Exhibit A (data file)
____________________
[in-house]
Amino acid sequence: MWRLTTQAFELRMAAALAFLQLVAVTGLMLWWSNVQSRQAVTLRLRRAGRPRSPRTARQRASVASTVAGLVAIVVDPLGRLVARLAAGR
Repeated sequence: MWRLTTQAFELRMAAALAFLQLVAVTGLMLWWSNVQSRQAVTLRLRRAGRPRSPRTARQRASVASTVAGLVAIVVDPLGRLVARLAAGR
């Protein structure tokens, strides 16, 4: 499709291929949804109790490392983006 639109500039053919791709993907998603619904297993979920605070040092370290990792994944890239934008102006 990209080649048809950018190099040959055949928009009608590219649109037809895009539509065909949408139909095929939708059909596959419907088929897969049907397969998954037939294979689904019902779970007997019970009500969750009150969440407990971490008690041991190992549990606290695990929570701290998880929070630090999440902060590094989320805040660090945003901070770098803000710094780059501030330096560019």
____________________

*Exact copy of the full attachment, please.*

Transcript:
[in-house]
Amino acid sequence: MWRLTTQAFELRMAAALAFLQLVAVTGLMLWWSNVQSRQAVTLRLRRAGRPRSPRTARQRASVASTVAGLVAIVVDPLGRLVARLAAGR
Repeated sequence: MWRLTTQAFELRMAAALAFLQLVAVTGLMLWWSNVQSRQAVTLRLRRAGRPRSPRTARQRASVASTVAGLVAIVVDPLGRLVARLAAGR
């Protein structure tokens, strides 16, 4: 499709291929949804109790490392983006 639109500039053919791709993907998603619904297993979920605070040092370290990792994944890239934008102006 990209080649048809950018190099040959055949928009009608590219649109037809895009539509065909949408139909095929939708059909596959419907088929897969049907397969998954037939294979689904019902779970007997019970009500969750009150969440407990971490008690041991190992549990606290695990929570701290998880929070630090999440902060590094989320805040660090945003901070770098803000710094780059501030330096560019």